Whitelock's in Leeds, the Blue Bell in York, the Angel at Hetton and Beverley's White Horse Inn captured beautifully for Great Pubs of England book
He is reported to have thrown a party in a curtained-off section of the saloon in an era when the alleyway tavern off Briggate - which over the years has also been patronised by literary powerhouses like Keith Waterhouse and JRR Tolkien - employed liveried doormen who enforced a dinner jacket dress code, while women were not allowed at the bar.
Thankfully, serving policy has moved on since then. What remains, though, is our common appreciation for magnificently decorated pubs with a storied history.
With that in mind, four Yorkshire spots - including Whitelock’s alongside the Blue Bell in York, the Angel at Hetton and Beverley’s White Horse Inn (or Nellies, to the initiated) - and stories like that of the Prince’s party in Leeds are included in a new book of photography and barfly tales from pubs around the country.
Great Pubs of England: Thirty-three of England’s Best Hostelries from the Home Counties to the North has been put together by snapper Horst A. Friedrichs and writer Stuart Husband.
Having previously worked together on the release of Bookstores: A Celebration of Independent Booksellers, they decided to follow up with watering holes.
Unsurprisingly, the plan came together over a pint, in the Princess Louise in Holborn, London.
“The history lives in the walls and the floors of these places,” says Stuart, referring to the Blue Bell, in York’s Fossgate.
German-born Horst, who is half-Greek, has lived in England for 25 years, but says he felt “quite a responsibility” while taking pictures for the book and was impressed by decorative features such as the gas lights in Nellies.
“This is something you Brits are so good at,” he says of pub interiors.
“It's kind of like an effort towards Romanticism and nostalgia. I'm a very nostalgic German, that’s probably why I moved here, to be involved in this atmosphere. It’s sometimes a bit like being in a theatrical play being in these historical pubs but I love it - the textures and scratches in walls and materials.”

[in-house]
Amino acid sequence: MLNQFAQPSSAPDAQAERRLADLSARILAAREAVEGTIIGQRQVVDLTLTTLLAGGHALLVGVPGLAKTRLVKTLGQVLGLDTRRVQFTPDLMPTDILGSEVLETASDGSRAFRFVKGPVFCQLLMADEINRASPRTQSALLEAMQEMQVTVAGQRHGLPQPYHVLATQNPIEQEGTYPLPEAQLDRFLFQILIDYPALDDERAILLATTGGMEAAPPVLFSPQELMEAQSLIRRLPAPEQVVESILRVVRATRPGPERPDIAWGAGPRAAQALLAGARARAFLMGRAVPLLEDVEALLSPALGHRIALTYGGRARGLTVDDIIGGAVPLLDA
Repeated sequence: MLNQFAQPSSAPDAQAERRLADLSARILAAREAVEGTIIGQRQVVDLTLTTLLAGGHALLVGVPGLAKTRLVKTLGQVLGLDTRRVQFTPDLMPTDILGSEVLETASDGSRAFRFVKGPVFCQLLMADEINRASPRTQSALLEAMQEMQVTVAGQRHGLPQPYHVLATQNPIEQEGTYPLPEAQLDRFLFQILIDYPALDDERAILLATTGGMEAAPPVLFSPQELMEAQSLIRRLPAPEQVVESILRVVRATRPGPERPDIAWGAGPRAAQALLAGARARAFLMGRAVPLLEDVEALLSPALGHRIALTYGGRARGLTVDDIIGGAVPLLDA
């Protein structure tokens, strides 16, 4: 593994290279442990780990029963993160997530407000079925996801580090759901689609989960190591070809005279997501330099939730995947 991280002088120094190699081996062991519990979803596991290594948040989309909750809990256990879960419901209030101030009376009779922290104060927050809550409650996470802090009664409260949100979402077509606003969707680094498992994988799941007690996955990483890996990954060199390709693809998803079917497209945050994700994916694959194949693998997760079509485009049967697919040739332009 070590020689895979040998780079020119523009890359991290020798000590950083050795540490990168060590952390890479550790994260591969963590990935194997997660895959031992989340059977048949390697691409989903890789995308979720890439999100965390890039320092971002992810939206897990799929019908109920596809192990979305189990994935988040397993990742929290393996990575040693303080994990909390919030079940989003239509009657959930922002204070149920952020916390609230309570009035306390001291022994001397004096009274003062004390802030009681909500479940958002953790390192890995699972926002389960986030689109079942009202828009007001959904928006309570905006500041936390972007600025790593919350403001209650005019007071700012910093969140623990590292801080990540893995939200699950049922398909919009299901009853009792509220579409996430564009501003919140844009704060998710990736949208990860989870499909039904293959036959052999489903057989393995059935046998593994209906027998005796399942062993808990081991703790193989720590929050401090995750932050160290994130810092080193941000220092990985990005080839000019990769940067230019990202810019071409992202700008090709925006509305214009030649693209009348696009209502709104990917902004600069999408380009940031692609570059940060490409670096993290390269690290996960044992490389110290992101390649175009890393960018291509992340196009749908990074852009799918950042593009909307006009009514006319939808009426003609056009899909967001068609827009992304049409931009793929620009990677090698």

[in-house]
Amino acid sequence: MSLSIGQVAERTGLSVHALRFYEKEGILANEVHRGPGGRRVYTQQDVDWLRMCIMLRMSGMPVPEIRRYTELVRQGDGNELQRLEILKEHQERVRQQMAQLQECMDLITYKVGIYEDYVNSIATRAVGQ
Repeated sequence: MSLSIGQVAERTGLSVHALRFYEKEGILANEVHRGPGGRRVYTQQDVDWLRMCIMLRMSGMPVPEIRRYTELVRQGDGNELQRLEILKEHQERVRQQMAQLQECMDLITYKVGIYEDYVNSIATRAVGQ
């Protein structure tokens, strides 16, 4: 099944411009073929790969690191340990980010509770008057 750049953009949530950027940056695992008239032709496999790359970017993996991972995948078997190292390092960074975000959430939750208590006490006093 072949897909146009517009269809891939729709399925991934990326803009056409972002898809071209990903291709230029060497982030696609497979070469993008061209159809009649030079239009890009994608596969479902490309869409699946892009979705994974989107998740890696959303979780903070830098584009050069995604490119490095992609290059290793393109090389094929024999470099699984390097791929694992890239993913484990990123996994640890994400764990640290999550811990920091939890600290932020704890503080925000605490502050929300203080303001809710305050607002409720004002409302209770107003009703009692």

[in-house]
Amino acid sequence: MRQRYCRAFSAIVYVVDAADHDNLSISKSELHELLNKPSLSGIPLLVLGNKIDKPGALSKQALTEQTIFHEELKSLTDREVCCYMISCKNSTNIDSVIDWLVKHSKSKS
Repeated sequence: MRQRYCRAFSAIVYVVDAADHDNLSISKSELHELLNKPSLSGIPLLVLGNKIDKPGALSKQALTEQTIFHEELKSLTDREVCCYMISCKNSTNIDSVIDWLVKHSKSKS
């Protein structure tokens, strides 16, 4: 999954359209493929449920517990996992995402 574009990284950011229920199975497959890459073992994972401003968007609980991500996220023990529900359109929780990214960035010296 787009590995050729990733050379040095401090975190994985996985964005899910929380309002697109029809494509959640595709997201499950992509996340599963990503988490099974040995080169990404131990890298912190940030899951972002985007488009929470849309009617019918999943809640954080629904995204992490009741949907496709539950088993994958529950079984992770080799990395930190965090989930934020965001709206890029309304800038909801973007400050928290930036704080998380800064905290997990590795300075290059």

But it is not only about nostalgia. Stuart, who lives in Hastings, says: “I wanted as broad a sweep of pubs as possible. Not just the classic, Victorian gin palace thing because people go to pubs for all kinds of different reasons these days. Some people still go for a pint, some people go for fine dining, some people go because it's a bolt hole, some people go for a Sunday lunch with family, friends or whatever, some people go because they love the landlord or landlady. For me, I wanted all those things reflected in the spread that we were going to put into this book.”
Some of that diversity is shown in Yorkshire entries.
The Edwardian, 60-capacity Blue Bell and Whitelock’s - the “very heart of Leeds”, said former poet laureate Sir John Betjeman - may be bustling city sites, but the rustic charms of the Yorkshire Dales are represented by the Angel and its Michelin-starred offering, while readers are told that the White Horse Inn is often mistaken for a museum, such is its impressive appearance in the East Yorkshire market town.
Tales of comically taciturn landladies, unusual punter-related questionnaires that unlock bartenders’ bonuses, culinary renaissance and sage locals can be found within.
“The main challenge is to take 33 pubs and try to make them sound very dissimilar and not repeat the same old tired old cliches about all of them,” says Stuart.
“That's what is interesting about the Angel at Hetton, is that while some pubs are sticking to old tradition, or have got plenty of laurels to rest on, Michael and Johanna (the couple who run it) are making new traditions up.” They may have a 15th century inn but it “rubs up closest to a fine dining establishment that any place can whilst still identifying as a pub,” he says.
He adds: “The Blue Bell in many ways is like the ultimate local. I mean one, because it's so small no one can escape when they're in there. Everyone gets involved with everyone else. And for another, John, the landlord and his staff make it their business - not intrusively - to get to know everyone.”
The pair also visited big names such as Tom Kerridge, at his pub The Butcher’s Tap and Grill in Marlow.
One of Horst’s favourites was the Royal Vauxhall Tavern in London, where he captured a packed, post-pandemic drag show.
However, earlier this year it was revealed that the number of pubs in England fell to a record low, with fewer than 40,000 still operating - a fall of more than 7,000 compared to a decade ago, according to real estate advisers Altus Group. While they faced huge pressures during the pandemic, hospitality businesses are now confronting a second crisis in two years with rising energy costs for landlords and customers.
If a pub offers something special, Stuart believes, it gives them a chance of survival.
“Obviously, some factors are outside of a pub’s control - you know, prices, costs - but if you give people a good enough reason to go, they'll keep going to the pub.”
He refers to a conversation with one landlady. “She said: ‘I think as long as pubs can stay open, people are going to come to them to have a bit of heat, bit of food, bit of light conversation, rather than stay at home with all the heating on, huddled in eight layers of clothes’. She said: ‘As long as pubs find a way to keep going, there’s always going to be a place for it, no matter what's going on in wider society’.”
Great Pubs of England will be released on October 4 by Prestel, with an RRP of £35.